**ARGOMENTI:** Seminars

Martedi' 8 Gennaio 2013 alle ore 16:00 in aula 1A150 della Torre Archimede, Georges Gonthier (Microsoft Research) terra' una conferenza della serie Colloquia Patavina.

La Commissione Colloquia

C. Bonotto, M.A. Garuti, M. Pavon, F. Rossi

-Titolo

Proof engineering, from the Four Color to the Odd Order Theorem.

-Conferenziere

Georges Gonthier (Microsoft Research)

-Riassunto

Thirty five years ago computers made a dramatic debut in mathematics with the famous proof of the Four Color Theorem by Appel and Haken. Their role has been expanding recently, from computational devices to tools that can tackle deduction and proofs too complex for (most) human minds, such as the Kepler conjecture or the Classification of Finite Simple Groups.

These new “machine” proofs entail fundamental changes in the practice of mathematics: a shift from craftsmanship, where each argument is a tribute to the ingenuity of the mathematician that perfected it, to a form of engineering where proofs are created more systematically. In addition to formal definitions and theorems, mathematical theories also contain clever, context-sensitive notations, usage conventions, and proof methods. To mechanize advanced mathematical results it is essential to capture these more informal elements, replacing informal and flexible usage conventions with rigorous interfaces, and exercise apprenticeship with precise algorithms. This can be difficult, requiring an array of techniques closer to software engineering than formal logic, but it is essential to obtaining formal proofs of graduate-level mathematics, and can give new insight as well.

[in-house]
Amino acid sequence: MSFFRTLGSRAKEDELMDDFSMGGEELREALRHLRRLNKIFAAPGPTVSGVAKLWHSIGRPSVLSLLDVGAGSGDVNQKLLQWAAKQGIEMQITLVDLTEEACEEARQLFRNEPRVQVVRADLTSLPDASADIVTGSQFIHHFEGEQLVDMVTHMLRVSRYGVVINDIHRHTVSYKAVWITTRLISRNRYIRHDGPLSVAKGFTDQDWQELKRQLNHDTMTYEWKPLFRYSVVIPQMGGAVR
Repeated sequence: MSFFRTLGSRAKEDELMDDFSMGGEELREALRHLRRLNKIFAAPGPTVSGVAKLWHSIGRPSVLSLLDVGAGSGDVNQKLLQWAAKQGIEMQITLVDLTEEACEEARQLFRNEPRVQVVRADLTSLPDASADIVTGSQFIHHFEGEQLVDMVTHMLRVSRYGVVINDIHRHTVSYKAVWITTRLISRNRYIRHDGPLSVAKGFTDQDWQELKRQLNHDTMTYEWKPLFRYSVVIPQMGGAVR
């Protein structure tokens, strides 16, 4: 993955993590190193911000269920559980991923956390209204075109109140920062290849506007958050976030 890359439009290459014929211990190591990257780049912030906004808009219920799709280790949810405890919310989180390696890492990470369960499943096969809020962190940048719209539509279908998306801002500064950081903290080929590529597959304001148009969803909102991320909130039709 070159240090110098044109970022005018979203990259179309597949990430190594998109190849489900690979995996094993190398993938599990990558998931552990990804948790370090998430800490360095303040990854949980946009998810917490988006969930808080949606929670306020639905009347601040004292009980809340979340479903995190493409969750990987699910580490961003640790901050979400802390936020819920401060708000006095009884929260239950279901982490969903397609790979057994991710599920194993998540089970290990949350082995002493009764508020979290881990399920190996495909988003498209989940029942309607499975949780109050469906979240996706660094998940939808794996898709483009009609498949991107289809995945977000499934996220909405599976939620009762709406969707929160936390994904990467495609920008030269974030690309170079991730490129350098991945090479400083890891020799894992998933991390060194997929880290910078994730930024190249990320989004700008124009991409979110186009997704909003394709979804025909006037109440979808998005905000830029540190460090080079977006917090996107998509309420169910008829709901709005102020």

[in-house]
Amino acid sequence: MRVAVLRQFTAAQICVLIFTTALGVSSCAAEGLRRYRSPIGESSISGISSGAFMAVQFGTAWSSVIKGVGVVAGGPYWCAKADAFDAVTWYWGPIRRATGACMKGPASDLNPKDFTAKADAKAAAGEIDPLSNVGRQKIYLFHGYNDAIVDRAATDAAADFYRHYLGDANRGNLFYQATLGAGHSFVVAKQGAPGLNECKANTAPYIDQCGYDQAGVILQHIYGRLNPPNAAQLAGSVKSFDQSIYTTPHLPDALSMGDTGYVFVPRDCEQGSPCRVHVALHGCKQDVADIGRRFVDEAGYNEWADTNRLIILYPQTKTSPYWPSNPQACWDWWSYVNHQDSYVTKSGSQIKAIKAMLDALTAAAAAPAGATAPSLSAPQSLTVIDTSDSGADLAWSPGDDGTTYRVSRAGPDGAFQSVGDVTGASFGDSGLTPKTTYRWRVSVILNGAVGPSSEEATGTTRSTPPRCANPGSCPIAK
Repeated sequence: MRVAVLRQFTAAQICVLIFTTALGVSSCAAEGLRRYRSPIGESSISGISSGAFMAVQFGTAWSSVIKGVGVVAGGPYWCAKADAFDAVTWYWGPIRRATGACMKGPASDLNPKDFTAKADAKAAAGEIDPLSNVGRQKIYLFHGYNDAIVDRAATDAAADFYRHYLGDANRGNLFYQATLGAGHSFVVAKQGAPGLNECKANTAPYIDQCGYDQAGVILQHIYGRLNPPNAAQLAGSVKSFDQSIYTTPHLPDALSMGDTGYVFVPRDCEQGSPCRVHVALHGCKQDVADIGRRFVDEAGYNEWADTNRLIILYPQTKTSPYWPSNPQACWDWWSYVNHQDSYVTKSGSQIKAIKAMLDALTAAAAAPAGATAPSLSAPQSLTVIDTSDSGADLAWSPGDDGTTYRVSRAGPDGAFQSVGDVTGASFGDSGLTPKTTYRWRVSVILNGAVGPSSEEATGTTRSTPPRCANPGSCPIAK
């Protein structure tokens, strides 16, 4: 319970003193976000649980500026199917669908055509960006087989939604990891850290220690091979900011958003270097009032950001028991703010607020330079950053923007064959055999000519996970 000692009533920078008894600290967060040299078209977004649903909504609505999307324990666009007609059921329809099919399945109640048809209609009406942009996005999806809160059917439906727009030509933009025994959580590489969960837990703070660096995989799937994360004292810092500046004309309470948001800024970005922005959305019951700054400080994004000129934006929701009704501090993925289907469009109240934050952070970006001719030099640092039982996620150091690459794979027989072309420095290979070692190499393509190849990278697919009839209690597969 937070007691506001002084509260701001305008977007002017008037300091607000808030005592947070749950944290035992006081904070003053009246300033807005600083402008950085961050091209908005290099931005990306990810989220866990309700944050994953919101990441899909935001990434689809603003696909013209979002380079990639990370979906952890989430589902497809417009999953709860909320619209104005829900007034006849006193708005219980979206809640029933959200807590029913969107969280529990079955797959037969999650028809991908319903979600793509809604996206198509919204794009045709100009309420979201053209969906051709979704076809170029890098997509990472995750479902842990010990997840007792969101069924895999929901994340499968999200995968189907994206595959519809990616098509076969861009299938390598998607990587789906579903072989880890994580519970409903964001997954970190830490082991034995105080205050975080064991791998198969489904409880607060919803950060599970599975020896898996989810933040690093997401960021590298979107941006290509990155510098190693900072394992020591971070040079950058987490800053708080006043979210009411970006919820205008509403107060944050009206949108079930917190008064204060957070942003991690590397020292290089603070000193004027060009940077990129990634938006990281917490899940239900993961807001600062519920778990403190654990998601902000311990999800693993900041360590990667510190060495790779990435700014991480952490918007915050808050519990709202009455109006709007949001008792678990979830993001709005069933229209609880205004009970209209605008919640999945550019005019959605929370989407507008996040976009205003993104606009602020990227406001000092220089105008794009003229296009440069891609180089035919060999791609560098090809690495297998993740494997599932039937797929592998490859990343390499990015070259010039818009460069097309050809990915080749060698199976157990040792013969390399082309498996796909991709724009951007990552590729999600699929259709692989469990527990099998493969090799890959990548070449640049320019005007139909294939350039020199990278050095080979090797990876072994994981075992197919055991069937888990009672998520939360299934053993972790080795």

In this talk we will give several examples of such empirical formal mathematics that we have encountered in the process of mechanizing a large corpus of Combinatorics and Algebra required by the proofs of the Four Colour and Odd Order Theorem.

-Breve biografia

Georges Gonthier's research interests include programming language design and semantics, concurrency theory and its application to security, and methods and tools for the formal verification of computer programs. One of his achievements on the latter subject is a fully checked formal proof of the famous Four Colour Theorem, using the Coq proof assistant developed at INRIA, the French Institut National de Recherche en Informatique et Automatique (this was work in collaboration with Benjamin Werner of INRIA).

Mathematically inclined readers may consult a paper describing the mathematics of the formalization. Users of the Coq system, or brave souls wishing to delve into the actual Coq Proof of the Four Color Theorem, might also be interested in description of the notations and the proof command language that were used to write the proof.